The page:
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How to Sharpen Pastel Pencils

As a pastel pencil artist, I get asked a few things very regularly and one is, ‘how do you sharpen your pencils?’. It might seem like a straight forward question and most assume a pencil sharpener will cut the mustard, but you would be mistaken. Pastel pencils are wonderful tools but they are prone to shattering. In order to form a beautiful point, they require a little love and care.When I started my pastel pencil art workshops, I would spend an hour the night before sharpening everyone’s tools. This was good prep but it left people confused when they got home. I realised my students needed to learn how to sharpen their pencils. Now, I begin each art class with a breakdown of all the materials I use, why I like using them, and how best to proceed with each item. Students are sometimes bemused by the apparently fussy method I insist on – why bother when you can have it so much easier – but it achieves great results.
To sharpen your pencils, you will need:· Fine/Mid grain sanding paper (150 works)· Tissue· A craft knife· A bowl for shavings
To begin, using your dominant hand, take the craft knife and rest the BLUNT of the blade against the thumb – you need to hold the knife in this slightly awkward grip to steady the blade. If you don’t, the knife can shoot off and snap the pastel with it. Gently whittle away the wood around the pencil into your waiting bowl.

When you have exposed around a half inch of pastel, like below, you are ready for step number two. Now would be a good time to put the knife somewhere safe.

To begin sanding your pencil, perch your fingers on one side of the pencil so that the bottom edge is exposed.You want this to be exposed so that you can angle it almost flush with the table and get as much pastel in contact with the sanding paper as possible. This is important for two reasons: so that the pressure is evenly spread and you reduce your risk of snapping, and so that you have a long and fine point. Lightly rub your pencil on the sandpaper until you start to see a fine point emerging.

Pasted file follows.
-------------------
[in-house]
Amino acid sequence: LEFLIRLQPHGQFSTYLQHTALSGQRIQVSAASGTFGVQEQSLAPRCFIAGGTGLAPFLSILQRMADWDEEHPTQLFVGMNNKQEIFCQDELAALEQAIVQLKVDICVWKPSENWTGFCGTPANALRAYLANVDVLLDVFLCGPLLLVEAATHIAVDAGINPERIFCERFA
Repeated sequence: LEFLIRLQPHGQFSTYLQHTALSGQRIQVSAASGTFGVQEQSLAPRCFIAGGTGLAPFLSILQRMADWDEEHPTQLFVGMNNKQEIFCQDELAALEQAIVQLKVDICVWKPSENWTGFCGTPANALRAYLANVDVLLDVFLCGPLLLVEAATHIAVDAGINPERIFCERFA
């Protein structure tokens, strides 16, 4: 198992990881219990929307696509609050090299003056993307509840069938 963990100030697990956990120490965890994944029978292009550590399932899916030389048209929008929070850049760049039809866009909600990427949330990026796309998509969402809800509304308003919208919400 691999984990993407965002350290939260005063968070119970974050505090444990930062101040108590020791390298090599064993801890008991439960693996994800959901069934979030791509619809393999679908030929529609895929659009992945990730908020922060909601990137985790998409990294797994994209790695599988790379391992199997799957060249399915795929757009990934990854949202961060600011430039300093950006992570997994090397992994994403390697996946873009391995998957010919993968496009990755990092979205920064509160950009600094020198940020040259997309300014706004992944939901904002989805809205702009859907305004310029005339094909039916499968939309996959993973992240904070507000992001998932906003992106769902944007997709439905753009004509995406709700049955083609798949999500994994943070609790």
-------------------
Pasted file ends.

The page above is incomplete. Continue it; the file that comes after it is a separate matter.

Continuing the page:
When you have achieved a point similar to the picture above, the last step is to wipe it on tissue and remove the dust. If you don’t, you can find that this settles itself into your painting which is particularly irritating on fine areas which need to be sharp, like a highlight.

Ta-Da! You’re done… just several hundred left to go. To keep your pencils safe after you’ve got them so lovely and sharp, here are so tips. Firstly, I have a lovely pencil holder on the bottom of my drawing board so that I don’t try and hold twenty pencils at once, and then wonder why they are all over the floor…again. If you don’t have one of these, fashion your own out of half a plastic pipe screwed to the bottom edge of your desk or use a tea tray. Simply pop some kitchen towel down on the tray to make it easy to clean and to give the pencils something soft to lay on, and remember to return your pencils to the tray once you’ve finished with them. If you have a large amount of pencils and, like me, you pick a few out to start with, you could keep the other in jars or I use big yoghurt pots and pop some bubble wrap in the bottom so the pencils land nice and softly.

I hope this helps you use your pastel pencils to the fullest of their potential and please leave a comment below with how you get on or any questions, happy drawing! xx

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